The book captures the strange, wordless exchange the pair shared from their respective home towns of Amsterdam and Beijing, which has been transformed into a set of split-screen postcards, published by Atelier Éditions, that others can tear out and send on.
The archive of imagery forms a kind of bizarre narrative, bringing together photographs that somehow resonate with one another. An image of a woman doing gymnastics appears next to a boy bending over a wooden tub, and snaps of crockery – apparently clipped from a catalogue – sit happily together. Another page features a (poorly) taxidermied seal beneath a plastic depiction of the animal.
It’s characteristic of the work of curator, artist and KesselsKramer co-founder Kessels, who often uses found imagery to uncover a more surreal side of photography – such as his In Almost Every Picture book series. Sauvin has also spent years collecting photography, creating the Beijing Silvermine project to rescue 800,000 negatives, taken over over a 20-year period, that were originally set for recycling.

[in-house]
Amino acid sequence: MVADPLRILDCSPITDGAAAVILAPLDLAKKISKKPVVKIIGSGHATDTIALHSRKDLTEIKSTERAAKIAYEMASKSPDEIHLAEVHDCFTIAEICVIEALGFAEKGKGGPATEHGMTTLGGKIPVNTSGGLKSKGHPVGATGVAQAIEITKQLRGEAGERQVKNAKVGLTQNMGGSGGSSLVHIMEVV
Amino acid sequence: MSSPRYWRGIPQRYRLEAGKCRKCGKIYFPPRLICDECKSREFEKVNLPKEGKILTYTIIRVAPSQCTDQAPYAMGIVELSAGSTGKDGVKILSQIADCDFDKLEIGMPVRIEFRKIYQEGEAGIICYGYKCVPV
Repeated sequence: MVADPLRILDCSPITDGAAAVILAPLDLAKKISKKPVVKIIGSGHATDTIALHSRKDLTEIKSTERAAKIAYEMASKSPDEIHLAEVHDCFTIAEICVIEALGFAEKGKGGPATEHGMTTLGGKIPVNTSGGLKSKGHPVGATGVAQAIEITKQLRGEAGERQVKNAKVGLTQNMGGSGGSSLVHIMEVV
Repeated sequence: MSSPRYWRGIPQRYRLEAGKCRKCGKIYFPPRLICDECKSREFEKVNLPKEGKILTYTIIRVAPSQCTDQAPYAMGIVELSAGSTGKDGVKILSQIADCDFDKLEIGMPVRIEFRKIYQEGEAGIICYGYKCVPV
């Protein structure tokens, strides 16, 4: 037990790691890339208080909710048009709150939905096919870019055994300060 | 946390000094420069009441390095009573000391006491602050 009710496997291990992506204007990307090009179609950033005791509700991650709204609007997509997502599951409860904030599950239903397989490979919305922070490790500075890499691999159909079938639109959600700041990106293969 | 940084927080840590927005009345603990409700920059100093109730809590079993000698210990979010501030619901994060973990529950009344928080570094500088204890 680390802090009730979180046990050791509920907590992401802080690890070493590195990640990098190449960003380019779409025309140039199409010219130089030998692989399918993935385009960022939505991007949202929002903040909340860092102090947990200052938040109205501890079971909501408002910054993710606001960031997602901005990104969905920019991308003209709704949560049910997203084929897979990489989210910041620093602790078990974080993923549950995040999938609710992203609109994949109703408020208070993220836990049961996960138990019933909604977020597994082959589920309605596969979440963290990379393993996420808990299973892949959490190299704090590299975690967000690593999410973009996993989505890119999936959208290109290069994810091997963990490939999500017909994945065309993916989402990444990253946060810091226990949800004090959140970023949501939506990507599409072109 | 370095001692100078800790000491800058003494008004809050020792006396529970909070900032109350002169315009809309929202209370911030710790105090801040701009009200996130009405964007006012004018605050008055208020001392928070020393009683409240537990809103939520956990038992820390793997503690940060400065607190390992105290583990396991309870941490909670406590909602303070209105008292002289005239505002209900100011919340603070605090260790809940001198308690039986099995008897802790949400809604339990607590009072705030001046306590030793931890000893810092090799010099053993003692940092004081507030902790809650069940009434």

The back of each postcard is accompanied by a string of words written by editor Kingston Trinder – and forming an overarching narrative – which lends the collection a vaguely poetic sensibility. According to the publisher, readers can rip out all the postcards to recreate the duo’s original dialogue, and turn them over to see the “abstract tale” created by the words on the other side.
Talk Soon is published by Atelier Éditions, priced $36; atelier-editions.com